Paramount tried for over two decades to launch a big-budget movie adaptation of Caleb Carr’s bestselling 1994 historical mystery thriller ‘The Alienist’, but every attempt fell through until the project eventually got shifted to television. It finally premiered this week on the TNT cable network in what is described as a 10-part limited event series (unless it gets huge ratings that beg for another season, of course). Was the show worth all the wait?
The ads plastered all over IMDb for the past week insist that ‘The Alienist’ is the most-anticipated new TV show of 2018. Considering how young the year is, I expect that something with more buzz will supplant it soon enough. For as much money as was obviously spent on it, the series doesn’t exactly tread any new ground that we haven’t seen in other movies and TV shows. The story may be spiced up by its period setting and enthusiastic luridness, but it’s ultimately a police procedural about a quirky detective who investigates murders. One or two of those may have aired on television over the years.
The year is 1896. In the muck and filth of New York City’s Bowery district, a policeman on patrol comes across a severed hand lying in the snow. He looks up and sees something much worse on the bridge above him. This quickly comes to the attention of Dr. Laszlo Kreizler (Daniel Brühl), an alienist (sort of a precursor to a psychiatrist) who mostly works with children. Kreizler is immediately fascinated, but because he’s on bad terms with the police department, has to send his friend John Moore (Luke Evans), a newspaper illustrator, to draw every detail for him. After bluffing his way into the crime scene, what Moore finds is the badly mutilated body of a young boy wearing a dress. The victim’s limbs have been hacked up in ritualistic fashion and his eyes plucked out.
To emphasize how gross this is, episode director Jakob Verbruggen (a last-minute replacement for Cary Fukunaga) swoops his camera directly into one of the gory eye sockets. Lovely.
Kreizler insists on investigating the case. This is met with disapproval from new police commissioner Theodore Roosevelt (Brian Geraghty from ‘Chicago P.D.’), who doesn’t care for the doctor interfering in police affairs. Of course, Kreizler presses on anyway. He identifies the victim as a child prostitute and links the crime to the murder of another young boy who had been in his care years earlier. When the police pin the death on a syphilitic oaf who’d killed another man in the same area, Kreizler interviews the suspect and quickly determines that he isn’t responsible for both murders. His was a crime of passion, not ritual. Because the boy was an immigrant, however, the police have little interest in pursuing the matter further.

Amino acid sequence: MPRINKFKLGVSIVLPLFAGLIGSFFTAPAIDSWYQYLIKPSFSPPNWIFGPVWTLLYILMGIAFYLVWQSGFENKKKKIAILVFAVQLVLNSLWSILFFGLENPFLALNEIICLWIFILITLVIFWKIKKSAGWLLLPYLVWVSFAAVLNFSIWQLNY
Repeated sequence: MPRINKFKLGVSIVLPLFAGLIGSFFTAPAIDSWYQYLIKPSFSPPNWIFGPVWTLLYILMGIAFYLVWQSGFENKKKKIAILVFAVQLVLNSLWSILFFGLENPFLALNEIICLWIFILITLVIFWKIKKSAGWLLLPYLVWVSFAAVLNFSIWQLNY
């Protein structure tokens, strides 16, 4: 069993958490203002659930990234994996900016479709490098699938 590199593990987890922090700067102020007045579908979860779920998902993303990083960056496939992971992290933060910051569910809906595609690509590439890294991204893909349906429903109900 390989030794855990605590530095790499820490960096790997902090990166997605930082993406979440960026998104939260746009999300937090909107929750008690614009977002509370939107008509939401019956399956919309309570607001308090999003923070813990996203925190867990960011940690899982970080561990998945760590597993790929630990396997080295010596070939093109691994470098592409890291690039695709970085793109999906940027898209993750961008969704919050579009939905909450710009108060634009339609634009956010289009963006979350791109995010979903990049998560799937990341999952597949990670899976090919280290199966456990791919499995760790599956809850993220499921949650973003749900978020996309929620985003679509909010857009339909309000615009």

Kreizler takes it upon himself to exhume the body of the earlier victim and hires a pair of coroners to compare it to the new corpse and look for signs that they had the same perpetrator. He also convinces Moore to rope in the assistance of his former flame Sara Howard (Dakota Fanning), a strong-willed and angry woman currently working as Commissioner Roosevelt’s secretary.
In the premiere episode’s climax, Kreizler spots a masked figure stalking him on the street and chases him into an abandoned building, where the mystery man vanishes from a room whose only exit is a hole in the ceiling. Left behind on the floor is a severed piece of human tongue wrapped in newspaper. The episode ends with the killer targeting a new victim.
Episode Verdict / Grade: B-
From its elaborate, expansive sets and visual effects intended to sell the period setting, this is clearly an expensive production and wants you to know it. Nevertheless, it doesn’t feel entirely convincing. The characters’ sensibilities (especially Dakota Fanning’s proto-feminist) are very modern and the actors mostly look like they’re playing dress-up. The show is a very dark and brooding affair that gleefully wallows in filth and unpleasantness, with gore that rivals NBC’s ‘Hannibal’ in trying to push the boundaries of what it can get away with on TV, yet without that show’s artistry.
The pilot episode’s plot moves at a breathless rush from one event to another, afraid to slow down for fear of losing viewers’ attention. This leaves the characters with no room to breathe or behave like actual human beings between bouts of blurting out exposition. Perhaps subsequent episodes will slow down a bit, but I’m not sure that I care to find out. For all of its frantic action and attempts to build suspense, the story isn’t especially original or compelling. Maybe it can be argued that a lot of movies and TV shows have ripped off Caleb Carr’s novel since it was published, but a fair number of them did it better than this.
For a period piece drama about detectives trying to suss out the motivations of a serial killer, Netflix’s ‘Mindhunter’ is a lot more plausible and leaves you with significantly more to think about. I didn’t hate ‘The Alienist’, but one episode is probably enough for me.